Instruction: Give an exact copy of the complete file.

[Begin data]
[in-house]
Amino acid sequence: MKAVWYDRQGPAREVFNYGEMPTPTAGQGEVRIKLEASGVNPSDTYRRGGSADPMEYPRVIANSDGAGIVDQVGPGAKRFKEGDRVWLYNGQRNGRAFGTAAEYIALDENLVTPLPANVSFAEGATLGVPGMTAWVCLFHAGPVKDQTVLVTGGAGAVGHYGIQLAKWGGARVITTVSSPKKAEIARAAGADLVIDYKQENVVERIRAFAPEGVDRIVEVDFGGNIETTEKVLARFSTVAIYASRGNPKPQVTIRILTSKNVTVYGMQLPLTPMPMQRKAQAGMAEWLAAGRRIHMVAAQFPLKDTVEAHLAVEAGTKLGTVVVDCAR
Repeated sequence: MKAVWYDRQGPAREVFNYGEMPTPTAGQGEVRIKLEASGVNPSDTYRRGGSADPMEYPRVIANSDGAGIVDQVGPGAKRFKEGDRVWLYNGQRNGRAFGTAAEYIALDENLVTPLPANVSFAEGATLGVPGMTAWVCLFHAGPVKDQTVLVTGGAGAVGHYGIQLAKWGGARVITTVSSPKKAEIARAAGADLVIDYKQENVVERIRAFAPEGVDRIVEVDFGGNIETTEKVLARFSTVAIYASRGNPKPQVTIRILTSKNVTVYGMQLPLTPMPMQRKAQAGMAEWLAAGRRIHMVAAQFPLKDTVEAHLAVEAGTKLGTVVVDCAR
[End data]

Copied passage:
[in-house]
Amino acid sequence: MKAVWYDRQGPAREVFNYGEMPTPTAGQGEVRIKLEASGVNPSDTYRRGGSADPMEYPRVIANSDGAGIVDQVGPGAKRFKEGDRVWLYNGQRNGRAFGTAAEYIALDENLVTPLPANVSFAEGATLGVPGMTAWVCLFHAGPVKDQTVLVTGGAGAVGHYGIQLAKWGGARVITTVSSPKKAEIARAAGADLVIDYKQENVVERIRAFAPEGVDRIVEVDFGGNIETTEKVLARFSTVAIYASRGNPKPQVTIRILTSKNVTVYGMQLPLTPMPMQRKAQAGMAEWLAAGRRIHMVAAQFPLKDTVEAHLAVEAGTKLGTVVVDCAR
Repeated sequence: MKAVWYDRQGPAREVFNYGEMPTPTAGQGEVRIKLEASGVNPSDTYRRGGSADPMEYPRVIANSDGAGIVDQVGPGAKRFKEGDRVWLYNGQRNGRAFGTAAEYIALDENLVTPLPANVSFAEGATLGVPGMTAWVCLFHAGPVKDQTVLVTGGAGAVGHYGIQLAKWGGARVITTVSSPKKAEIARAAGADLVIDYKQENVVERIRAFAPEGVDRIVEVDFGGNIETTEKVLARFSTVAIYASRGNPKPQVTIRILTSKNVTVYGMQLPLTPMPMQRKAQAGMAEWLAAGRRIHMVAAQFPLKDTVEAHLAVEAGTKLGTVVVDCAR